In Kenya Electricity Prices to Increase By 63% from April 1st
The cost of electricity is expected to skyrocket after the Energy and Petroleum Regulatory Authority (EPRA) reviewed rates on Friday, March 24.
In a statement read by EPRA’s director general, Daniel Kiptoo Bargoria, the energy regulator noted that electricity prices will, as of April 1, 2023, increase by up to 63 per cent.
In the new tariffs, consumers using 30 units and below will pay Ksh12 per unit from Ksh10, while those using eleven and ten units will pay Ksh15.80 per unit. “With a view of meeting the social policy objective, the Lifeline Tariff band has been reduced from100-kilowatt hour(kWh) per month to 30kWh, to cushion and address the needs of low-income households in the society,” EPRA noted.
Electricity prices are set to increase by 63 per cent across all consumer categories, starting from April 1st.
This will have a significant impact on households that are already struggling with the high cost of essential goods.
Although the authorities have reduced the threshold for the subsidised consumer band known as the lifeline tariff, to cater to consumers using only 30 units of electricity per month, thereby locking out millions from the category.
Consumers under the lifeline band will still pay a basic energy charge of KES 12.20 per unit of electricity that they purchase starting next month, according to the new tariff announced by Epra.
The primary energy charge constitutes the cost of power before taxes, levies, and pass-through costs, such as fuel, forex, and inflation costs are loaded.
The upcoming tariff, set to be implemented after the latest review by Epra, will result in a significant 58 per cent increase in electricity prices from the current rate of KES 7.70 per unit.
This rate was put in place at the start of last year after a Presidential directive aimed at reducing the cost of power by 15 per cent. Additionally, this new tariff marks a 22 per cent increase from the base energy charge under the 2018 tariff, which was considered the benchmark for the current review.
Furthermore, Epra has also introduced a new tariff category, namely the Ordinary Domestic Consumer One, aimed at households consuming between 31 and 100 units.
This new tariff will see households paying a basic energy charge of KES 16.30 per unit, which is a significant increase from the previous domestic lifeline tariff that had them paying KES 10 per unit under the 2018 tariff or KES 7.70 per unit under the 15 per cent reduced tariff.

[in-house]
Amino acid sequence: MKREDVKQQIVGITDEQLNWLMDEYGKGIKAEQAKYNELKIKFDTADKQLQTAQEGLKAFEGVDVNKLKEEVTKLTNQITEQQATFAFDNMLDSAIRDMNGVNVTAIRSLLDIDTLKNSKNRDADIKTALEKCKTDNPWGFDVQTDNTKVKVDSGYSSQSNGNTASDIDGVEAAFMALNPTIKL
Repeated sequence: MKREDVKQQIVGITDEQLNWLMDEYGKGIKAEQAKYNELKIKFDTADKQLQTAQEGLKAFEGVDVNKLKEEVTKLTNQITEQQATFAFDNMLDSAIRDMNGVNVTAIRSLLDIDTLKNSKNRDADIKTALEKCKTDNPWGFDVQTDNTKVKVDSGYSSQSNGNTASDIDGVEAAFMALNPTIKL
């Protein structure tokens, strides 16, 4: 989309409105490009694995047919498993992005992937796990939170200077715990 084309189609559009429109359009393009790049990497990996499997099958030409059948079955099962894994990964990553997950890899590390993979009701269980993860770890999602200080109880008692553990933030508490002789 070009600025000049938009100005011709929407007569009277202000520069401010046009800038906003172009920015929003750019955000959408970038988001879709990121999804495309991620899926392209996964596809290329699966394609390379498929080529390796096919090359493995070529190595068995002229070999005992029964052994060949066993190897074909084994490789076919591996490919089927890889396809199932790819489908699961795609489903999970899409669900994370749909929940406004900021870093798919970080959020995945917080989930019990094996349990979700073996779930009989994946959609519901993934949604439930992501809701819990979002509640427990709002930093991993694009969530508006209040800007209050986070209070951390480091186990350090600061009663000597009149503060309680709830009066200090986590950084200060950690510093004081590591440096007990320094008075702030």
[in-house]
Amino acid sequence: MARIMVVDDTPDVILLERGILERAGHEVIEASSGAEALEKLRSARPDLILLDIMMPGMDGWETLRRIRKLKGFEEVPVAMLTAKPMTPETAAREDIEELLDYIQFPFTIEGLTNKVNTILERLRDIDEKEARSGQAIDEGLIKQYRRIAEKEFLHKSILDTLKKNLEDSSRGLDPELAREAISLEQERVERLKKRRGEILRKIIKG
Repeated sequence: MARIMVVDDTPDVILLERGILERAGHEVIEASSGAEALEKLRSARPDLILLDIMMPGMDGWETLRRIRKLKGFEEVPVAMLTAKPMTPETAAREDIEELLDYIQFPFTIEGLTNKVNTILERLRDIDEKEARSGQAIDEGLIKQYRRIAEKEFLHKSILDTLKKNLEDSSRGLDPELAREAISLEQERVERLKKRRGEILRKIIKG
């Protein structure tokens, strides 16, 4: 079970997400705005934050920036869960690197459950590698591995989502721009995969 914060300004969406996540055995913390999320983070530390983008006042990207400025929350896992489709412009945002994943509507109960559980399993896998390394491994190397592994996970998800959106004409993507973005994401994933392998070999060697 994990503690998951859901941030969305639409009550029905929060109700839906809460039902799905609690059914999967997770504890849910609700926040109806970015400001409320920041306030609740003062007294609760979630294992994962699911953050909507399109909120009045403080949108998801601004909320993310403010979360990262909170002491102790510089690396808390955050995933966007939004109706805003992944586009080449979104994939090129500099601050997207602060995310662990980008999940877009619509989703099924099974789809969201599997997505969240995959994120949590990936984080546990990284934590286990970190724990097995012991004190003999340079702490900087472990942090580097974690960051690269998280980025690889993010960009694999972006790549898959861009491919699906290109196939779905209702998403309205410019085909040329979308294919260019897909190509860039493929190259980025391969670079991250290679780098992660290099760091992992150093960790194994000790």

The DC2 category, which includes households consuming more than 100 units of electricity per month, will now be charged an energy rate of KES 20.95, representing a 66% increase from last year’s discounted rate of 15%, where consumers paid KES 12.6 per unit. This new rate is also 32.5% higher than the 2018 tariff of KES 15.80 per unit.
Additionally, micro and small businesses have been categorized as Small Commercial Lifeline, SC1, and SC2, with tariff charges that correspond to the domestic consumer categories.
According to Daniel Kiptoo, the Director General of Epra, even though the basic fee has increased, the regulator has restructured the fuel and foreign exchange cost adjustment, resulting in a reduction in the total power cost (including taxes, levies, and pass-throughs) for subsidized domestic and small commercial users.
Overall there is a four per cent reduction for the most vulnerable in society but for the energy charge rate, there is an increase from KES 10 in 2018 to KES 12 in the new tariff. Overall, however, there is a reduction in the all-in cost of power, which includes taxes, levies and pass-throughs.Daniel Kiptoo – Director General of Epra
According to Epra, the reduction in electricity prices is attributed to two factors. Firstly, the rebasing of the Fuel Cost Charge has resulted in a pass-through decrease from KES 8.30 per unit in March to KES 3.30 per unit in April.
Secondly, the decommissioning of two thermal power plants has led to lower fuel costs as they are being replaced by renewable energy sources.
Furthermore, commercial consumers will also experience an increase in power costs. The CI1 category will pay an energy charge of KES 14.70 per unit, up from KES 12, while the CI5 category, which covers very large manufacturers, will pay a basic energy charge of KES 12.12 per unit, up from KES 10.10 in the 2018 tariff.
These categories of industries are classified based on their usage, with very heavy power users paying relatively lower charges.
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